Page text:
Joined by his wife Judith Hendricks, daughter Michele Hendricks and baritone singer Bob Gurland, Jon Hendricks excels in this varied collection of tunes cut in dribs and drabs between tours, with various accompanists. He had recorded several of them at least once before, but rarely as well as they are rendered here. The upswing bop tune "I'll Die Happy" dates from his days with Louis Jordan, Hendricks singing the tenor solo, followed by Gurland's extraordinary "vocal trumpet." "Tell Me the Truth" gives his previous album's title track another spin around the block. One of the best tracks is "Angel Eyes" sung with smouldering passion by Michele Hendricks, accompanied only by Raymond Scott on acoustic guitar..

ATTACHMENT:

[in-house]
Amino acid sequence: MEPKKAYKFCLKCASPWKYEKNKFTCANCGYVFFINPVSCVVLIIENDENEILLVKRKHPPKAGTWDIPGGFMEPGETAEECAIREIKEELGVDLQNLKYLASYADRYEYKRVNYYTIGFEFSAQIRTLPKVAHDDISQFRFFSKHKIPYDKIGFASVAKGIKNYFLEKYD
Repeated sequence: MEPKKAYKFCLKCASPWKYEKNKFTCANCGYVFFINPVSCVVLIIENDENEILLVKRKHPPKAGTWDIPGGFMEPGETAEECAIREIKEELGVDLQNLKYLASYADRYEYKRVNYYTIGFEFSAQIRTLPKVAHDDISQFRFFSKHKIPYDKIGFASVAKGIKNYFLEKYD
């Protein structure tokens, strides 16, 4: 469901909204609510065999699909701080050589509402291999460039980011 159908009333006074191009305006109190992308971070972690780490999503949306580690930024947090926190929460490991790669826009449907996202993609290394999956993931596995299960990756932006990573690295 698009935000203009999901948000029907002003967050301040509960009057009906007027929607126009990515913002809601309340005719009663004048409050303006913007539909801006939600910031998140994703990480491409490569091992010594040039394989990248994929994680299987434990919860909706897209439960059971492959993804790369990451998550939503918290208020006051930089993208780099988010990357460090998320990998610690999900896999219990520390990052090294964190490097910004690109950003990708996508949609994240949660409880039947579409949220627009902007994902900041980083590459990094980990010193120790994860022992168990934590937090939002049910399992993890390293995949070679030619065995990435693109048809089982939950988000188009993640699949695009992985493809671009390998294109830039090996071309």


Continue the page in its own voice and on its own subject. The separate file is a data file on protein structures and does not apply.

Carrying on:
Freddie Freeloader (Jon Hendricks and Friends)
Denon, 1990

The last album Hendricks recorded under his own name was arguably his best, with a huge and star-studded list of contributors including Larry Goldings, George Benson, Al Jarreau, Bobby McFerrin, Tommy Flanagan, Jimmy Cobb, daughters Michele and Aria Hendricks, Wynton Marsalis, Al Grey, The Manhattan Transfer and the Count Basie Orchestra. "The Finer Things in Life" features a typical Hendricks devil-may-care lyric, and the Basie band shout the chorus in the old-school manner. Miles Davis' famous title track is another winner— the harmonised voices singing "Freddie" at the start are thrilling. Hendricks wrote the torrent of words, and the all-star vocalese singers are on top form. Another highlight is "In Summer," actually the Bruno Brighetti standard "Estate," with new lyrics by Hendricks that are more than a match for the two existing English versions. He sounds old and vulnerable, the sensitivity of his vocal rendition adding to the poignancy of the song itself.

September 16, 2021 would have been Jon Hendricks' 100th birthday.